One of the benefits of keeping a journal is the ability to write and reflect on our personal growth and challenges. For example, these days I’m mostly “goal journaling” about the progress I’m making on my first book, Starting From Day One: Using Digital Journal Writing To Enhance Your Life, and what I’m learning in the process. And believe me, there are plenty of challenges I’m writing about.
But to gain the most out of journaling, it’s important to go back and re-read entries in our journal to remind ourselves of how much we have progressed, or what may be contributing to the challenges we’re facing. As experienced diary and journal keepers know, the miracle of writing is how thoughts, ideas, and sweet revelations emerge as we write. With writing, we can finally be open and honest with ourselves in ways we can’t always be with even our closest friend or love ones. Our writing talks back to us, and there’s no one but ourselves to argue with, or feel embarrassed to admit things to.
If we are diligent journal keepers—constantly writing and reflecting on the challenges we face in life—we get to re-read our journal entries months and years later, and revisit how we made it through troubled waters. We are reminded of who was there by our side and helped us along the way, and how we confronted challenges and moved on, though we thought what we were experiencing would never end.
But how often do we go back and revisit what we wrote in our journal(s)? I realize all journal entries are not written to necessarily be re-read. I wouldn’t enjoy reading the “morning pages” I wrote over five years ago, when I was mostly writing at the time to flush out my brain and to get on with my day. But I also know there are journal entries I should revisit, to either reflect back on my personal achievements and growth, to remember promises I made, and to even to check off goals on my bucket list, which shouldn’t be something written and forgotten like momentary wishful thoughts.
So I thought, since I keep a digital journal (Day One), and entries can be searched by date, I should choose some entries to mark on my calendar and revisit on a regular basis, like every four to twelve months. (Note: If you’re keeping a paper journal, you might want put a sticky note on the pages marked on your calendar to revisit.) Here are five entries I have marked on my calendar so far to revisit.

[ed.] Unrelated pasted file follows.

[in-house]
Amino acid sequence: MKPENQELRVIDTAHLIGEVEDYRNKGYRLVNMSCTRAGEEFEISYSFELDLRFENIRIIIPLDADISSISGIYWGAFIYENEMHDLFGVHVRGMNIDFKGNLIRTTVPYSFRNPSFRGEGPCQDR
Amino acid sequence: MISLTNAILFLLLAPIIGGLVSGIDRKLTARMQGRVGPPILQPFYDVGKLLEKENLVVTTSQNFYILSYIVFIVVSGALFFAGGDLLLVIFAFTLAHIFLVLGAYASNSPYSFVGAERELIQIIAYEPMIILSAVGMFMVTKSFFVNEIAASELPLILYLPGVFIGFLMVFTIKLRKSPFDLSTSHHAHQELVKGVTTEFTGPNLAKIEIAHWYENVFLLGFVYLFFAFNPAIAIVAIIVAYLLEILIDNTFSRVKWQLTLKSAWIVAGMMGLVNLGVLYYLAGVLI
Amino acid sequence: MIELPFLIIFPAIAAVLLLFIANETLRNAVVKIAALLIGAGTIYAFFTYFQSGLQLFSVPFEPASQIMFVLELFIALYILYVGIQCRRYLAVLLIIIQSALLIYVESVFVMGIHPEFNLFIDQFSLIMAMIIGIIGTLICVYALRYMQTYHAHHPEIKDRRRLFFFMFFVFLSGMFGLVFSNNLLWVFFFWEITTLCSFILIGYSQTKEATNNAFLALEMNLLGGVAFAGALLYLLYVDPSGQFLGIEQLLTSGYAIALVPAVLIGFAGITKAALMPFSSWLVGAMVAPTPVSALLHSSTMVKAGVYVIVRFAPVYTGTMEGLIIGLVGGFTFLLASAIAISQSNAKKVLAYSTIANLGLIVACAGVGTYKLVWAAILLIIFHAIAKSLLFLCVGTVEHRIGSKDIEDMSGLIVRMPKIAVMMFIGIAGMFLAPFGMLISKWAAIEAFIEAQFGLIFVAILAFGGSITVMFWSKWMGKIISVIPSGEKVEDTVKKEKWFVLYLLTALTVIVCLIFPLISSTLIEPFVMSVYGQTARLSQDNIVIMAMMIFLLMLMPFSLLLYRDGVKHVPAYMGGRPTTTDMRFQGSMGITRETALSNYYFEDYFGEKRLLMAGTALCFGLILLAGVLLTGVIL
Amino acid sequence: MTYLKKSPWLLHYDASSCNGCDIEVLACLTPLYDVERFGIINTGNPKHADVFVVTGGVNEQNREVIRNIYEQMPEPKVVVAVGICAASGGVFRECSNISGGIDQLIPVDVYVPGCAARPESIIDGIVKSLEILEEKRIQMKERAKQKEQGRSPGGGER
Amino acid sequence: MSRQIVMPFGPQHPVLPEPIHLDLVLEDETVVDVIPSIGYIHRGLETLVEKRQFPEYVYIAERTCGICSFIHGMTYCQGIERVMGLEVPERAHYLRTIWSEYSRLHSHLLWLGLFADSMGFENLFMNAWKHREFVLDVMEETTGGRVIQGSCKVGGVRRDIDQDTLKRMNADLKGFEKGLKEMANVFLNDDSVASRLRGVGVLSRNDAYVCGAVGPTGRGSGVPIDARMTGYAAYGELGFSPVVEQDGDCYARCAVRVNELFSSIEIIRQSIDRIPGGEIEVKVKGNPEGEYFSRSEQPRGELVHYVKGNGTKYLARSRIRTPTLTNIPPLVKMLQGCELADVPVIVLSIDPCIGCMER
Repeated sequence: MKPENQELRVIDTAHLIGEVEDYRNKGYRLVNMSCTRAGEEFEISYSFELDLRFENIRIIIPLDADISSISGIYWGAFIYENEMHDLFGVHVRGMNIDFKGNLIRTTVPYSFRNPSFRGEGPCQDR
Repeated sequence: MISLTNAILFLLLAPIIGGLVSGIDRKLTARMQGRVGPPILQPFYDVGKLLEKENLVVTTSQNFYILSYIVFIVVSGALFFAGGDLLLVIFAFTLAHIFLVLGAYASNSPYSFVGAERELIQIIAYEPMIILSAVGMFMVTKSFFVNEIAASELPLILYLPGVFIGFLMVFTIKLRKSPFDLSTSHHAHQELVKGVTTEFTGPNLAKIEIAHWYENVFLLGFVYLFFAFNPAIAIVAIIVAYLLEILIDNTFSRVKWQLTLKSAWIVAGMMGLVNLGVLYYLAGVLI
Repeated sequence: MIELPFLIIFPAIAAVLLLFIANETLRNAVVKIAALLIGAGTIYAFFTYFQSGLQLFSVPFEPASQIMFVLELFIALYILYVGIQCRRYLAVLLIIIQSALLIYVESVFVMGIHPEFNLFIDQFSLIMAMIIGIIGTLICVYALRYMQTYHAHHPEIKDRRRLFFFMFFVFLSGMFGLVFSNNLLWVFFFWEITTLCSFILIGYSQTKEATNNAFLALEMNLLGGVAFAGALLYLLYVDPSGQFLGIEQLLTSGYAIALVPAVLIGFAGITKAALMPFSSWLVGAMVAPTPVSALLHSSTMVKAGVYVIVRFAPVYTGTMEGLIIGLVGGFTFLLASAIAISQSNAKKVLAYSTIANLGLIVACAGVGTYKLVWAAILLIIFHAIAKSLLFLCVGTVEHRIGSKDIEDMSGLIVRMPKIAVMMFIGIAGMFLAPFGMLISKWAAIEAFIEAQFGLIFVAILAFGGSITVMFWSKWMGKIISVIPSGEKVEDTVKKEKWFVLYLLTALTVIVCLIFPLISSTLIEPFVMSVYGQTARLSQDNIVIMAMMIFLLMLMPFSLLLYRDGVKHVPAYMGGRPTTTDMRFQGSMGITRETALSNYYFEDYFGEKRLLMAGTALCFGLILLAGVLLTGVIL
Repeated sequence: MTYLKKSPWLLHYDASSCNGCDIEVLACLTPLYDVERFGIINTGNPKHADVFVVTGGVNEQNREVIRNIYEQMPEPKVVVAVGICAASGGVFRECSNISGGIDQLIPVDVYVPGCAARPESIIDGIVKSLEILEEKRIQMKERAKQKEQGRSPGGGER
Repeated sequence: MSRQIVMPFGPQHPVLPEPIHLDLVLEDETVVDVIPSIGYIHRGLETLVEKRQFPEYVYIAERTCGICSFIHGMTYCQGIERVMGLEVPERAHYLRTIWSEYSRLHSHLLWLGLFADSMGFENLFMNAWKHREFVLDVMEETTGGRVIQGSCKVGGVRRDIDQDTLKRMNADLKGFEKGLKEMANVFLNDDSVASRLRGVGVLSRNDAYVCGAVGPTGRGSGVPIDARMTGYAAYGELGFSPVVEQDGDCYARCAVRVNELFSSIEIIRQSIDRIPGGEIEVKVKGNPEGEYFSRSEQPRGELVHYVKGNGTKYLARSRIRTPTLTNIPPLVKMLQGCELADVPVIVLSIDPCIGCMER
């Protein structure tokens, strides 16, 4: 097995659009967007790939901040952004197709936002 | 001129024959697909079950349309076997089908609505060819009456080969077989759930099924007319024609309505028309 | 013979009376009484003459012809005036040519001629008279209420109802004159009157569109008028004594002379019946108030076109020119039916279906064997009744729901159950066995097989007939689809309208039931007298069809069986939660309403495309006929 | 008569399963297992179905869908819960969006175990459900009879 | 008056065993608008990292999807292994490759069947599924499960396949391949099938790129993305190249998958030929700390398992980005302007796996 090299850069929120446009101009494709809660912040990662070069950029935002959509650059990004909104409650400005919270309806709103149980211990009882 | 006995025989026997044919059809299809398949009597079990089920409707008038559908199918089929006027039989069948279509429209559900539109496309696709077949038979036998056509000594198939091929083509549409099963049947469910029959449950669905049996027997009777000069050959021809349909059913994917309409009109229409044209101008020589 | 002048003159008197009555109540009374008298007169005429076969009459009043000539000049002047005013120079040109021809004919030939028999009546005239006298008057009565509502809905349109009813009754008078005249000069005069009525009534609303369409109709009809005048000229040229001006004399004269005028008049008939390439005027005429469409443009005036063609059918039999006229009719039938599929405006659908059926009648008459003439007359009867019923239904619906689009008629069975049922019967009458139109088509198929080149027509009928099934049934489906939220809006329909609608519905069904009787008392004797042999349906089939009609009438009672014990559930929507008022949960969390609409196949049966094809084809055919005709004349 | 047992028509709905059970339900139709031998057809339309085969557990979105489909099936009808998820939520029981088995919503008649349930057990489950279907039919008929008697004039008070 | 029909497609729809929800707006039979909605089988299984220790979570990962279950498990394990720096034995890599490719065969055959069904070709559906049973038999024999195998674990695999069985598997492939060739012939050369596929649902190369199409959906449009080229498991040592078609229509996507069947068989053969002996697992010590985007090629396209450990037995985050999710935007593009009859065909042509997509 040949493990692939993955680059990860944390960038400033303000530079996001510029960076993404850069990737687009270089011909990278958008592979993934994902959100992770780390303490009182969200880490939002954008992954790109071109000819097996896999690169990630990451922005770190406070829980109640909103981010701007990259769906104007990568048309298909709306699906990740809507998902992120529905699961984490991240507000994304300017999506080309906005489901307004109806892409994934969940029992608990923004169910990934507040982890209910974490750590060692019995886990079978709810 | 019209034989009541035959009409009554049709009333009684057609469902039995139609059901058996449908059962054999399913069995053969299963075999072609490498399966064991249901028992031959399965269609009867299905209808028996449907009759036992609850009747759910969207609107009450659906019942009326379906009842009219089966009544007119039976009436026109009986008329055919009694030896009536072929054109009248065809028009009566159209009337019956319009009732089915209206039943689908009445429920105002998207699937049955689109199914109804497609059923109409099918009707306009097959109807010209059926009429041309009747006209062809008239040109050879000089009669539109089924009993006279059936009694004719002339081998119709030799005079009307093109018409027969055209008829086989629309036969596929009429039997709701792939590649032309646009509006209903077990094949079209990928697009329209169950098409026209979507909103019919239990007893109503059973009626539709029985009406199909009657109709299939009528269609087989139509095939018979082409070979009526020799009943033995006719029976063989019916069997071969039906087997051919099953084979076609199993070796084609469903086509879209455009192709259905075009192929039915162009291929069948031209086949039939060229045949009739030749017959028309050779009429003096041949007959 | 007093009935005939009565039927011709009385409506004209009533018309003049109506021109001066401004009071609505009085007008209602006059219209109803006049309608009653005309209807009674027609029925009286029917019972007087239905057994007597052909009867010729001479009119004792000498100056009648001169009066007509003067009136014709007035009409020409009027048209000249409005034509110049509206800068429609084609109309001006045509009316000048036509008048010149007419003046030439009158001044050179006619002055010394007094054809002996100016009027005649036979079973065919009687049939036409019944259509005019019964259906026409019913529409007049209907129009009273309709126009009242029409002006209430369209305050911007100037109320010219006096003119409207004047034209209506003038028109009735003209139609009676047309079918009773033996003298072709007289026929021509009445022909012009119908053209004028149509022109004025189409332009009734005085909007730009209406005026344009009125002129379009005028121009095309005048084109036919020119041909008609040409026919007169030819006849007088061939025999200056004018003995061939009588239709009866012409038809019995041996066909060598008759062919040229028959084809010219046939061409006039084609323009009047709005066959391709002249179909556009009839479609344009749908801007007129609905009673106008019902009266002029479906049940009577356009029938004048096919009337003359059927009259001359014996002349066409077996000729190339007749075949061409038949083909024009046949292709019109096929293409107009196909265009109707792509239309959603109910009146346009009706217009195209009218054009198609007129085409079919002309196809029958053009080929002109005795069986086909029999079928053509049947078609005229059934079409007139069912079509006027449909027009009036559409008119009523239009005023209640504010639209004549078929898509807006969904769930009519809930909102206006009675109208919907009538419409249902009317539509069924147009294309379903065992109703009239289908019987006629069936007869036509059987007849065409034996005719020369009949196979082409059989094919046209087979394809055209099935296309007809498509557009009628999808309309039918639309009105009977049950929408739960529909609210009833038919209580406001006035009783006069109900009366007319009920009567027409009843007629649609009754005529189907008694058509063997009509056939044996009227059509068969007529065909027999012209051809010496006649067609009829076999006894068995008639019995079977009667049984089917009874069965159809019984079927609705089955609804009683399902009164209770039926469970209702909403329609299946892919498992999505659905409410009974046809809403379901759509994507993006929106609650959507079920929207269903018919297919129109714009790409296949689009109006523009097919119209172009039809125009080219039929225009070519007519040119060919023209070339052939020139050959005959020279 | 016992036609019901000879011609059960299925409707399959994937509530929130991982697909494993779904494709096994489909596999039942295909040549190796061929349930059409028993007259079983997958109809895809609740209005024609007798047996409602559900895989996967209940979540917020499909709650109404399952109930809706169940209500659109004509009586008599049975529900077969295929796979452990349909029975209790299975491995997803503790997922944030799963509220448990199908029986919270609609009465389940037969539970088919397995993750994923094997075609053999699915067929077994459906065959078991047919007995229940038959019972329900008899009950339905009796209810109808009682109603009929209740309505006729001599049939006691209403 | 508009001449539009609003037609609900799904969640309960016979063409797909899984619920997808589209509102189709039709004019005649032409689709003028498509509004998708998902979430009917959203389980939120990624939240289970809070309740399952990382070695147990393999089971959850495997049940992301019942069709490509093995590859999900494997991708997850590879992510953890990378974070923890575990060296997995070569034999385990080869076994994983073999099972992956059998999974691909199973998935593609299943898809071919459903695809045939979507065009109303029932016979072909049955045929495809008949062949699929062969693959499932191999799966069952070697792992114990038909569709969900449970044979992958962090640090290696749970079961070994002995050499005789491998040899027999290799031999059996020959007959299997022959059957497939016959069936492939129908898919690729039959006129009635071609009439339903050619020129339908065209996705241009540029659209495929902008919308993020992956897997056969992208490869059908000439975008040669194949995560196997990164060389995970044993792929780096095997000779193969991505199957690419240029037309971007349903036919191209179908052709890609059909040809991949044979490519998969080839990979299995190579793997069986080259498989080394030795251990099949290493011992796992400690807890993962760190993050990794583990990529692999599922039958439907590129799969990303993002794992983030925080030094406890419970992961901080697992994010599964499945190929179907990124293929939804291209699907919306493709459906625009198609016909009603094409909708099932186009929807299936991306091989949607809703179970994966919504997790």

Bucket List: Writing my book is one of the top items on my list, but to actually accomplish more things on that list I’ve set a reminder to revisit that list every four months to see what else I could work on and plan out.
My Birthday: I don’t of course need to be reminded of my birthday, but I did set a reminder to list what I’ve accomplished since my last birthday. Sometimes we feel as though we’re not making much progress in our life, but when we actually write down what we have achieved, we are reminded that we accomplished more than we thought.
Family Birthdays: I often write in my journal about my immediate family members, but I want to use their birthday each year to write an unsent letter to them about how grateful I am that they are part of my life and how I see them as growing. I wish I had started writing these entries when my children were younger, but it’s never too late to begin.
News Items List: Last year I started adding to my Day One journal a list of current news items that I select (using Yahoo News, Democracy Now, and other sources) as being important to remember. I’ve set a reminder for every four months to make a new list.
Rate Areas of Growth: Last year I created an areas of growth list in which I rate on a scale of 1-10 each important area of my life (e.g., family, health and wellbeing, career and finances, social life, self-exploration). I pasted the list in a calendar alert to revisit and rate the growth areas once a year, and then compare the new ratings to the previous year. There are areas in my life I could always keep improving upon. This growth list is based on a prompt from Rossi Fox’s 365 Journal Writing Ideas.
With so many other immediate tasks and jobs I do in my life, it would be easy to forget to revisit the above journal entries, but the calendar alerts are set to remind me so I don’t have to think about it.
If you think this journal strategy is a good idea, let me and my readers know what type of entries you mark on your calendar to revisit.